how to . . .
reach out to gay couples
Understanding the LGBT Niche
Marriage equality laws are a;ecting the purchasing decisions of
same-sex partners. You need to be aware of what’s changed.
Everyone in real estate has to deter- mine how he or she is going to make a living. The most successful practitioners also figure out how they can make
a meaningful impact. Wendy Levy, CRS,
broker-owner of IDEAL Properties of Denver has found her calling helping lesbian,
gay, bisexual, and transgender clients.
“It’s been a pleasure to work with
people in my community who have
similar concerns. For me, it’s about doing
a service for people,” says Levy, who has
been in the business 30 years.
Broader social acceptance and
increased legal protections have been
empowering for LGBT consumers, but
bias remains a reality. A HUD study
released last June found that same-
sex couples were less likely to receive
favorable responses to e-mail inquiries
about advertised rental housing than
heterosexual couples—even in states with
legislative protections. Meanwhile, Article
10 of NAR’s Code of Ethics prohibits
REALTORS® from discriminating based on
sexual orientation and gender identity.
Indeed, the commitment to providing
equal treatment is also a smart business
move. According to a Harris Interactive
survey, about 66 percent of LGBT adults
say that they would remain loyal to a brand
they believed to be friendly to and supportive of the LGBT community. Levy, whose
business is nearly all referral, focuses on
client outreach with regular events such as
dog park gatherings and picnics.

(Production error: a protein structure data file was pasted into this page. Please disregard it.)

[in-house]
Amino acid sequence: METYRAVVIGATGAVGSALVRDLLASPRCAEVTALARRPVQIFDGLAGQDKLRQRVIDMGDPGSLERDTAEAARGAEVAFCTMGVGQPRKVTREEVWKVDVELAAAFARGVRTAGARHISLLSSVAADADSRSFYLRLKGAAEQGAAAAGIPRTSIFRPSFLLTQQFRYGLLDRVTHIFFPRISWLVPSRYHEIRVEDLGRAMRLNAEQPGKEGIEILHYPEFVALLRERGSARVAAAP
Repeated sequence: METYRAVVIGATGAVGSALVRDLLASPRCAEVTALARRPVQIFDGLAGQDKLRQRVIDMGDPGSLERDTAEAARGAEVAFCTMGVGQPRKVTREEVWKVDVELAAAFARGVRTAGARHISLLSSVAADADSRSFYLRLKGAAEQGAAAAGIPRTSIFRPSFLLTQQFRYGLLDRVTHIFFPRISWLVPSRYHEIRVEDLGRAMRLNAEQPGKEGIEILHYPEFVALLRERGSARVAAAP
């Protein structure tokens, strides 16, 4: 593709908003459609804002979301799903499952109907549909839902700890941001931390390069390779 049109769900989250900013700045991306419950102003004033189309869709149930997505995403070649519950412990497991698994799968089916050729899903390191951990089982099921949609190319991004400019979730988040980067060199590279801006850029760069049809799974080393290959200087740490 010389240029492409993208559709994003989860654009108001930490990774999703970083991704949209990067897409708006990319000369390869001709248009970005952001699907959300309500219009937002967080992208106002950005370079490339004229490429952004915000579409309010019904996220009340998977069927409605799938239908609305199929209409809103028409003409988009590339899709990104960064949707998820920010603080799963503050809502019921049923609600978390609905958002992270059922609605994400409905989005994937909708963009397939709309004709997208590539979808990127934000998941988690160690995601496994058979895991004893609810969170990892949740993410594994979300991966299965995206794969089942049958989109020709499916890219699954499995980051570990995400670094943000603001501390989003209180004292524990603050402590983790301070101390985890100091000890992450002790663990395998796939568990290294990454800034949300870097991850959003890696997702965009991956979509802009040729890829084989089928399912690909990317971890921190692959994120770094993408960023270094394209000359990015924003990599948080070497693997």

Levy also belongs to the National Association of Gay and Lesbian Real Estate
Professionals, a networking and referral
resource that provides services to more
than 25,000 LGBT home buyers and
sellers each month.
Eric Axelson, a sales associate with
Kurfiss Sotheby’s International Realty in
Philadelphia who is openly gay, says that
25 percent of his business is with LGBT
clients. “As a population, we still like to be
marketed to, whether it’s by a beer or a
car company or a real estate agent or
real estate franchise,” he says.
Though the federal Fair Housing Act
does not include sexual orientation as a
protected class, more and more states
and municipalities o;er protections.
Practitioners who reach out to the
LGBT community, though, should be
mindful not to “reverse discriminate”
against heterosexuals. Here are
advertising practices to keep in mind.
b Don’t steer LGBT clients—or any
client—to a specific neighborhood.
b Use consistent language in all adver-
tising for the same property.
b Describe a property’s attributes
without using gender-specific terms.
Refer to “double sink vanity” rather
than “his and her vanity.”
b You can express that you’re LGBT-
friendly, but use a variety of adver-
tising vehicles and don’t exclude
Gay couples face a variety of legal scenarios in regard to purchasing property,
depending on the state they live in and
legal relationship status, says Los Angeles
real estate attorney Wendy Hartmann.
“People in the [ 17] states that recognize same-sex marriage have an easy
situation; not only does the federal government recognize their marriage, but the
state does as well,” she says. That means,
for example, that the death of one member of a couple does not trigger federal
estate taxes for the surviving member.
Since property tax and title transfer
laws are set by states, a couple who get
married in Illinois but purchase property
in Florida will be subject to Florida’s tax
laws, since that state doesn’t recognize
Real estate professionals should be
sure to understand the status of their
clients’ relationship, Hartmann says, and
refer them to a real estate attorney who
can help draw up any contracts they need.
By Erica Christo;er PH